Been here for a week; time for minutiae--like doing laundry and getting a haircut...
No 'famous' tourist things today...
This morning, while having my coffee (alas, instant), I sat on the floor amidst a week's worth of dirty laundry, a dictionary in hand, staring at this control panel:
I can 'read' everything--phonetically, that is...but knowing the vocabulary? I didn't want to bother my mother, uncle, or aunt...so I figured it out eventually. Nothing got torn, nothing shrunk, and I'll be presentable again, in freshly laundered clothing, smelling of the sea, perhaps. (Almost no one has dryers here...clothes racks are on every balcony/patio.)
I finally went for a run today!--along the beach, through some back streets, through a small stretch of pine forest--trees that look like giant bonsai--up a hillside with small farm plots--until I hit a military fence in the woods; being so close to the border with North Korea, large sections of the coastline remain off-limits to the general public--guards constantly patrol the coast, on the lookout for infiltrators from The North...
After a run, you gotta eat...
So we went to a restaurant in a beautiful rice-paddy-filled-vale--we sat on the floor along long tables made of giant slabs of pine, to enjoy one of the local specialties that does not involve seafood: buckwheat noodles and tofu made from black soybeans:
In the small cup on the right is a uniquely Korean condiment-pickle-beverage. Yeah, I know--sounds weird--it is...but it's refreshing and full of probiotics! So, it takes five months to make--it involves a giant radish which is pickled with Asian pear juice...it's kept ice cold, and you eat the radish slice like a pickle, but you drink the cold salty/sweet liquid as a beverage--it's even slightly 'carbonated'!! Amazing, eh?--what's considered normal in different parts of the world...
Later, we went to the grocery store--what a contrast to the seafood market downtown--this place would give any grocery stoe in America a run for its monehy--super clean, friendly service, free samples everywhere--and it's 4-stories tall: Levels 3 and 4 are parking...Level 2 is like going to a fancy Target, and Level 1 is the grocery store...AND it has a food court. (Anyone familiar with the Monoprix chain in France? C'est ça.)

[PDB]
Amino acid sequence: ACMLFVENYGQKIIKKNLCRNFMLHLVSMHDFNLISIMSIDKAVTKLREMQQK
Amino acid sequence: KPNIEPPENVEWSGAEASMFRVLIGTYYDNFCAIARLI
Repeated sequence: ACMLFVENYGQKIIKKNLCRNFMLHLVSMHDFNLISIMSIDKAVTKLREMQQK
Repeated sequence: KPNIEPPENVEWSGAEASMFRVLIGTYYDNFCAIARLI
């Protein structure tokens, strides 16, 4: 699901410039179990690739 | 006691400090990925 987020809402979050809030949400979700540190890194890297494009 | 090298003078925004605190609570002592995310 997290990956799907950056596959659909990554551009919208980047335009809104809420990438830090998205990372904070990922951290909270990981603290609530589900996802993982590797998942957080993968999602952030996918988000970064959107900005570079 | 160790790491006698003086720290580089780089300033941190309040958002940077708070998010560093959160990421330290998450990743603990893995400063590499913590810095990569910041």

At any rate, with iPhone in hand (I really don't care if the local employees think I'm a crazed foreigner with a photo-addiction)--I just had to get a shot of these juices:Really? Are you for real? You're not just an optical illusion?
100% natural produce...
Upstairs, in the stationery section--tons of cutesy examples of Engrish, including this little notepad:
Oh, little mister "DoReMi" doggie (trust me, that's his name),
why, oh why do you love watermelon so much?
And why does this belong on a "Check List?"
Allow me to paraphrase:
Decide what you gotta do. Do it. Only you will make you do it.
Globalization in the form of fried chicken:
...although you will find NO biscuits here--
just the cajun-spiced fried chicken
AND--look at the ad under the counter--
a local addition:
a dessert made from shaved ice,
cream, red beans (sweet, though),
and some other toppings as well...
I know, sounds weird, but on a summer day, so nice...
Don't knock it til you've tried it.
If you'd rather not, there are plenty of
Later on, after stocking up on sundries, I went out to get a haircut, and saw this:
There is some truly horrific hotel-architecture in Sokcho.
(The green box on the back of the scooter reads "Pelicano"--it's a local chicken-restaurant-chain, and they deliver! Pizza Hut and even McDonald's also have these little delivery scooters here...)
More 'whimsical' motel architecture--this just up the street from my Uncle's...
(I do like the blue tile roof on the more traditional building in the foreground, though...)
But not all the lodging options are so gaudy;
check out these little casitas--a few doors down from my Uncle's,
on the way to the seawall:
...and Sokcho is full of roses right now--the marine climate must be good for them...
The sea is quite clear here:
Ahh, young love--typical graffitti by the seashore--in any language,
"I love you" will always be found.
Language lesson for today--to say "I love you" in Korean:
The coast is clear enough for locals to forage for edibles; at certain times of the year, my Aunt will gather little anchovies that swarm close to shore...Today, a neighborhood 'halmoni' ('grandmother') was gathering 'mi-yeok,'--edible kelp:
...very enterprising; she sold some to a man who was on a bike ride with his daughter...
I love how he's in a dress shirt and slacks, with his pig-tailed daughter on his bike, riding one-handed:
Why bring home the bacon, when you can bring home the kelp, right?
No kelp for dinner tonight (I do like it, though--great in soup!)...
But the simplicity of local fresh ingredients is a delight--
so many fresh vegetables:
Here's the inside scoop on this wrap:
Fresh red-leaf lettuce from the backyard,
a 'gae-nip' (perilla, or ''wild sesame") leaf,
some sticky white rice,
'dwehn-jahng' (a kind of red-pepper-laced miso paste),
and a couple of mellow (really! ) pickled garlic cloves...
The 'slow food' movement' is right at home, here in the provincial parts of South Korea...